Nintendo’s newcame out Friday, and its Joy-Con controllers may seem unchanged on the surface. Which might make you concerned that they’ll suffer from , where controllers without the player touching them.
But that might be less of an issue in newer Switches, including the base model, the Lite and the OLED, due to tweaks Nintendo has been making to the parts, according to a developer Q&A posted on the company’s site, as previously noted by Axios reporter Stephen Totilo.
“We have investigated the Joy-Con controllers used by the customers and repeatedly improved the wear resistance and durability,” Toru Yamashita, Nintendo’s deputy general manager for tech development, said.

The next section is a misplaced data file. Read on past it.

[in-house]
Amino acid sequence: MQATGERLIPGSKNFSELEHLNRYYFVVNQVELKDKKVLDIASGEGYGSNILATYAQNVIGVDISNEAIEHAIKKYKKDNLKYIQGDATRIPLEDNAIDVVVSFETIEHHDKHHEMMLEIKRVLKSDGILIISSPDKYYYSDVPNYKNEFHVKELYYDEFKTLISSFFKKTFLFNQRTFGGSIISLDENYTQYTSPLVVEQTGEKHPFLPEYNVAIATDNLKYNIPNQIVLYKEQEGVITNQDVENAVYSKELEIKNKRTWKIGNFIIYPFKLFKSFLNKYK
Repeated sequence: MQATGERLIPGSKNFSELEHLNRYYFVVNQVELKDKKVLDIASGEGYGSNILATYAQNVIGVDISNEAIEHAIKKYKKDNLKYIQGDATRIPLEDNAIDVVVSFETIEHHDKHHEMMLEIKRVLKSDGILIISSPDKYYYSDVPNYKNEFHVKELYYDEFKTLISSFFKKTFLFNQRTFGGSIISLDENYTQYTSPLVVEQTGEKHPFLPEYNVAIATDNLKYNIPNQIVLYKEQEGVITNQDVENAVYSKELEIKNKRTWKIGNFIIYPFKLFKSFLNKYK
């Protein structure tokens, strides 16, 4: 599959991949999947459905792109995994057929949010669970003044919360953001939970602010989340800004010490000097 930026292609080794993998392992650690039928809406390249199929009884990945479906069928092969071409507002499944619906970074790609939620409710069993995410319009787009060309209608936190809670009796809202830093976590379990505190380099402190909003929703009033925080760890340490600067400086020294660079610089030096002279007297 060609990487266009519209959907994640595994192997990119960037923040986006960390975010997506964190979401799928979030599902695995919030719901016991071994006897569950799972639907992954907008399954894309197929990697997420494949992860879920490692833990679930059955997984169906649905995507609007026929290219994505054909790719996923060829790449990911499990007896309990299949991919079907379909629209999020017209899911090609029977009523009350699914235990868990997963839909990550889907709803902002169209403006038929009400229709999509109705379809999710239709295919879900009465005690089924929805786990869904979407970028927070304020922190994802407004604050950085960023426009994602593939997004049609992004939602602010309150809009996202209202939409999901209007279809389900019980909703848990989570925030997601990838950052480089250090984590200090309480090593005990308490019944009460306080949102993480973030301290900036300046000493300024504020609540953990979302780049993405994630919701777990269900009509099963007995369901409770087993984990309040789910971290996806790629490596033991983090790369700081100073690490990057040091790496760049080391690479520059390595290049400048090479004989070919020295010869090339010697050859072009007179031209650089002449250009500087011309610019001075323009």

“The parts of the Joy-Con analog sticks are not something that can be bought off the shelf but are specially designed, so we have undergone a lot of considerations to improve them. In addition, we improved the reliability test itself, and we have continued to make changes to improve durability and clear this new test.”
However, tech development general manager Ko Shiota acknowledged that it’s unlikely to eliminate the problem entirely due to the parts wearing down over time.
“For example car tires wear out as the car moves, as they are in constant friction with the ground to rotate,” he said. “So with that same premise, we asked ourselves how we can improve durability, and not only that, but how can both operability and durability coexist? It’s something we are continuously tackling.”
Since the Switch OLED and its seemingly improved Joy-Cons only just started reaching players Friday, it’s too early to tell how widespread the drift issue will be in the updated models.